[Edit: I have attempted breeding various traits into my dynasty. This more often than not, does not work reliably. It took me over 200 years of selective breeding to breed attractiveness and genius into my direct line. Once you do have good traits established, it can just as easily be lost. It is definitely not worth the investment or effort, since you could be using marriages to expand your kingdom instead.]
Keep a Close Eye on Your Dynasty
It may be best to keep most of your dynasty members within your personal court as much as possible. This gives you full control over who they will marry, and allows them to propagate effectively. Granting them titles to holdings within your personal counties may not be such a bad idea, since they will still remain under most of your personal control. Matrilineal marriages bring in courtiers, which helps preserve your dynasty. Although it will help you expand, be wary of inviting title claiming son-in-laws into your court. Often times this creates potential pretenders down the road. A better way of expanding is to find a wealthy count or duke with sons and daughters. Use intrigue to assassinate his sons. Then, when his daughter is next in line, set up a betrothal between your son and his daughter. This works best if the couple in question are too old or ill to have any more children. Using intrigue to set up a patrilineal marriage allows you to expand while eliminating the possibility of a dynastic fued.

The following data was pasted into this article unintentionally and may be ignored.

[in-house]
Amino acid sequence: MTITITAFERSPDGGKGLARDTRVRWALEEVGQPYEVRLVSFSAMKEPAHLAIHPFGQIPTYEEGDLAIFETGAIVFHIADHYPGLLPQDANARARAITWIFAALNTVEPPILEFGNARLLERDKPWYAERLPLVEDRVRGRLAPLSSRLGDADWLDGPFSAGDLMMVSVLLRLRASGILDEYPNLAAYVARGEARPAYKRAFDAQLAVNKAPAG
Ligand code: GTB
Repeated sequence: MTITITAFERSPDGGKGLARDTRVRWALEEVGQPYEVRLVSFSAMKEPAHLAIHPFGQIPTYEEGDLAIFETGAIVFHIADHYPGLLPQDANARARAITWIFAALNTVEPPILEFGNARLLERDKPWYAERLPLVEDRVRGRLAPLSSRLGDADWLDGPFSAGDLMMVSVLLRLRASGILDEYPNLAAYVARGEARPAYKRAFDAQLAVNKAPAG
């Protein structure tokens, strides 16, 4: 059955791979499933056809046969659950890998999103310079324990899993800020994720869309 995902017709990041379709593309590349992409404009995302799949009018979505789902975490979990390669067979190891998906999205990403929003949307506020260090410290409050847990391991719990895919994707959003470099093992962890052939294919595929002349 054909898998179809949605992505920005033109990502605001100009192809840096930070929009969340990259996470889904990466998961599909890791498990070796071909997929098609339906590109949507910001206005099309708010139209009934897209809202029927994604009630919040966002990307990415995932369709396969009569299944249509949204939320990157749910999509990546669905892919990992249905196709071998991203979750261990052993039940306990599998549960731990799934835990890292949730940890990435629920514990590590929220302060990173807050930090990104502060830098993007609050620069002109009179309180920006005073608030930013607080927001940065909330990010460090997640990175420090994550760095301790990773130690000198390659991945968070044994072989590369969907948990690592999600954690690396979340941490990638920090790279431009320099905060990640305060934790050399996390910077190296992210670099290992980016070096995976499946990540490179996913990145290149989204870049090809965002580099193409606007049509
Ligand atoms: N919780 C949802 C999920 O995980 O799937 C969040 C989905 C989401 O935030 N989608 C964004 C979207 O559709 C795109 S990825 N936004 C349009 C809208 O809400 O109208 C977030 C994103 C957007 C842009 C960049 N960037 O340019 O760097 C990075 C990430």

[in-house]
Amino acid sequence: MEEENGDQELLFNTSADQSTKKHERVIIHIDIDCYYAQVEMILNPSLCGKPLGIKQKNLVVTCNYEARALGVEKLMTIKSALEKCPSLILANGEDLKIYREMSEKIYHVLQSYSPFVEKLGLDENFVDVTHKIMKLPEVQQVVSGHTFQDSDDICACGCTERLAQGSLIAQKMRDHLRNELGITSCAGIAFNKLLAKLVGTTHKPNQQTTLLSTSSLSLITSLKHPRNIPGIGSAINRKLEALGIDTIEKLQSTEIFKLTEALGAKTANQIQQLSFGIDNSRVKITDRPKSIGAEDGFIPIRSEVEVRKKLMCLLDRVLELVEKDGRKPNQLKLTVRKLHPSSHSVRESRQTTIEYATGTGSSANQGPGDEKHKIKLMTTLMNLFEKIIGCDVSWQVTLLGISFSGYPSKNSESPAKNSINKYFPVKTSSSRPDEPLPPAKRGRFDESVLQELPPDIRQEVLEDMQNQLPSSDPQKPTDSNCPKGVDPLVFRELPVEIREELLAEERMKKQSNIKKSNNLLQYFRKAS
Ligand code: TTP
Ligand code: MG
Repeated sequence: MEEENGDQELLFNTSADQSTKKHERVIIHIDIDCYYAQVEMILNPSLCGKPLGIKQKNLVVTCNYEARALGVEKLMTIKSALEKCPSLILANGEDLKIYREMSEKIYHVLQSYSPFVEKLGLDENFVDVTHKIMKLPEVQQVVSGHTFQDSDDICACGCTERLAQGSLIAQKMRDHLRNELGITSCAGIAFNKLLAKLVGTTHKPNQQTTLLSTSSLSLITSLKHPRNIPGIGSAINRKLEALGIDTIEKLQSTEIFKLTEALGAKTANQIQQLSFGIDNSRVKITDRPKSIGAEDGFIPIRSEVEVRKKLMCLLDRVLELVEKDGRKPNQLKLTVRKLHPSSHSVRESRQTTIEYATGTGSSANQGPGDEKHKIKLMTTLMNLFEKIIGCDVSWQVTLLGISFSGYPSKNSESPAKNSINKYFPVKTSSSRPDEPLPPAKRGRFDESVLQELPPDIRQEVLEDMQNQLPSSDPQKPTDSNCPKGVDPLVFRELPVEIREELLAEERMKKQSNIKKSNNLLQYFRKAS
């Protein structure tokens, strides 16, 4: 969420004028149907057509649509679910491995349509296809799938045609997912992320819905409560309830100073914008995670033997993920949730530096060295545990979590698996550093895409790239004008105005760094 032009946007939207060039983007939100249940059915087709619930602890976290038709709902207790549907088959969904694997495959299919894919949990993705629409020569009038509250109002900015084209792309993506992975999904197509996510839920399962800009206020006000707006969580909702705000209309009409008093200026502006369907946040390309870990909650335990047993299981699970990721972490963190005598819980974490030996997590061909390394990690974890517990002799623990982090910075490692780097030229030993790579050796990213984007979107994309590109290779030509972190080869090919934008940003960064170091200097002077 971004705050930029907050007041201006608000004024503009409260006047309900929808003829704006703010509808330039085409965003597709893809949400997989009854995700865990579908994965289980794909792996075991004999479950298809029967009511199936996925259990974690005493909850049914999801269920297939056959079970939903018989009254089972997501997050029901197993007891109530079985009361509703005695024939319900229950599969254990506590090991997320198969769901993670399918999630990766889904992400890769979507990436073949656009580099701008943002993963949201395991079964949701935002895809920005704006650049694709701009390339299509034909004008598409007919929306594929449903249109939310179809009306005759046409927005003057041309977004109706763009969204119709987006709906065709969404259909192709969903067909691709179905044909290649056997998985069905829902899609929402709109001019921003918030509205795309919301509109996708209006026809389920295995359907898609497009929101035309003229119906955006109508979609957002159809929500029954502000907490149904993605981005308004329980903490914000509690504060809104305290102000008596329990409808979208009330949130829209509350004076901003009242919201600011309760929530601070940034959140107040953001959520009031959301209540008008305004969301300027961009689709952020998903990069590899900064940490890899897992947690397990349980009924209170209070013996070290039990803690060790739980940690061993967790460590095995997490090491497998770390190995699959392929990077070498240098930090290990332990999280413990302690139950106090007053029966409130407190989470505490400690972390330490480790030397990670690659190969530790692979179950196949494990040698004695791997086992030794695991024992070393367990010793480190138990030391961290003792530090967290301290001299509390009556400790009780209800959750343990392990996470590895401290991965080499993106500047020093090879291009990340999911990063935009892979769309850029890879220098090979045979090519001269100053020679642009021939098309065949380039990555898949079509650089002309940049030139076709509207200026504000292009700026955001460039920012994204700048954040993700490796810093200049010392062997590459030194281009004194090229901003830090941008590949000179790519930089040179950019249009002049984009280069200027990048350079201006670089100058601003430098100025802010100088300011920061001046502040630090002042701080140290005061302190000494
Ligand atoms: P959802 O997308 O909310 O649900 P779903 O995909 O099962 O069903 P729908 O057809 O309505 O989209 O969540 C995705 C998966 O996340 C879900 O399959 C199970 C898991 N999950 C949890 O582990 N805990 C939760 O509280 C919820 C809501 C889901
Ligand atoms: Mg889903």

[Note: keeping most of your dynasty members within your personal court will potentially stagnate the growth of your dynasty. When there are 30 courtiers or more within your court, the fertility rate significantly declines. Granting titles outside of your demesne is therefore essential to keeping your dynasty strong. At some point, handing out more robust titles to your dynasty members is a necessity, and rebellions can certainly be manageable as long as you properly groom your dynasty for rulership].